The United Nations and Economic Community of West African States (ECOWAS) condemned the announcement about Bazoum’s prosecution. “It represents yet another form of provocation and contradicts the reported willingness of the military authorities in the Republic of Niger to restore constitutional order through peaceful means,” it said in a statement.  The United States, through State Department spokesman Vedant Patel, has also condemned the decision, saying, “This action is completely unwarranted and unjustified and candidly, it will not contribute to a peaceful resolution of this crisis. It is a further affront in our opinion to democracy and justice and to the respect of the rule of law and a threat like this underscores the urgency of respecting the constitutional order in Niger.”



The Chief of Staff to the President of Madagascar and her associate have been charged with bribery offences following an operation by the United Kingdom’s National Crime Agency (NCA) operation.  Madagascan Romy Andrianarisoa, 46, and French National Philippe Tabuteau, 54, are suspected of seeking a bribe to secure licences to operate in Madagascar from Gemfields, the UK mining company that first raised concerns to the NCA.  According to reports, the sums they were seeking amounted to CHF 250,000 (approximately £225,000) in upfront charges, as well as a 5% equity stake.

Andrianarisoa and Tabuteau were arrested in the Victoria area of London on Thursday afternoon, at a meeting where they are suspected of having attempted to solicit a bribe.  The operation was conducted with cooperation from the Crown Prosecution Service (CPS). “The CPS made the decision to authorise charges after reviewing a file of evidence from the NCA relating to allegations of bribery,” said Joanne Jakymec, Chief Crown Prosecutor for the CPS.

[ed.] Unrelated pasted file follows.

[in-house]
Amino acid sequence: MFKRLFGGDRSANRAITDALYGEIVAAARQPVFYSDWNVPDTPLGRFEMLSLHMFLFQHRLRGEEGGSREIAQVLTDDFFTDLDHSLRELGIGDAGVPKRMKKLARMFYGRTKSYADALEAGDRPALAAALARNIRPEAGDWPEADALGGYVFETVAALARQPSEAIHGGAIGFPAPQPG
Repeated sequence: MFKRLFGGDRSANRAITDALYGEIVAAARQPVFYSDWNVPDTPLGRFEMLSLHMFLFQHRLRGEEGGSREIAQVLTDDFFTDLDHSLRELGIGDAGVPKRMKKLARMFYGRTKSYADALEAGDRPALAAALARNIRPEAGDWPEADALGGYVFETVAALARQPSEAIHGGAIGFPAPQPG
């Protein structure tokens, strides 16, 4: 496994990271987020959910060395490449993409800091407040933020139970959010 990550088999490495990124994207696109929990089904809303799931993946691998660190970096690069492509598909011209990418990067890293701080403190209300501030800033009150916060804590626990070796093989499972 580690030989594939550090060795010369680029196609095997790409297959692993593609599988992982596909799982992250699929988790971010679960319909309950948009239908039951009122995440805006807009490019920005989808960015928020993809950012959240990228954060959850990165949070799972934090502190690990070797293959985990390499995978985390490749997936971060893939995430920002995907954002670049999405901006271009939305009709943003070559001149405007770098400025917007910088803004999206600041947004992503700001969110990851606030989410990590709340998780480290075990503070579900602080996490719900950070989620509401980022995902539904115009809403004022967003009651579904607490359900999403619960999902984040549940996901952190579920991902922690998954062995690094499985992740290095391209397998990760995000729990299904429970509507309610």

“Criminal proceedings against Ms Andrianarisoa and Mr Tabuteau are active and they have a right to a fair trial. It is extremely important that there should be no reporting, commentary or sharing of information online which could in any way prejudice these proceedings.” Andrianarisoa and Tabuteau could each face up to 10 years in prison if convicted.



Five people are dead and seven others are missing after a migrant boat sank off Tunisia’s port city of Sfax on Monday. According to officials, among the dead was a child. Sfax is the starting point for most attempts to cross the Mediterranean Sea to Italy.

Twenty-three migrants were rescued out of 35 people on board, most of them Tunisians and a “small number of sub-Saharan nationals,” said Faouzi Masmoudi, a Sfax court spokesperson. ABC News reports that the Sfax court opened an investigation to determine the cause of the accident, which occurred two days after another migrant boat sank off Gabes, a port in southeastern Tunisia, about 150 kilometres (93 miles) from Sfax, killing a child and a 20-year-old man. Five other people remain missing.

These tragedies happen due to thousands of Tunisians setting sail in search of a better life in Europe. Since the beginning of 2023, they have represented the fourth nationality among migrants who landed in Italy, behind Ivorians, Guineans and Egyptians, according to Italian statistics.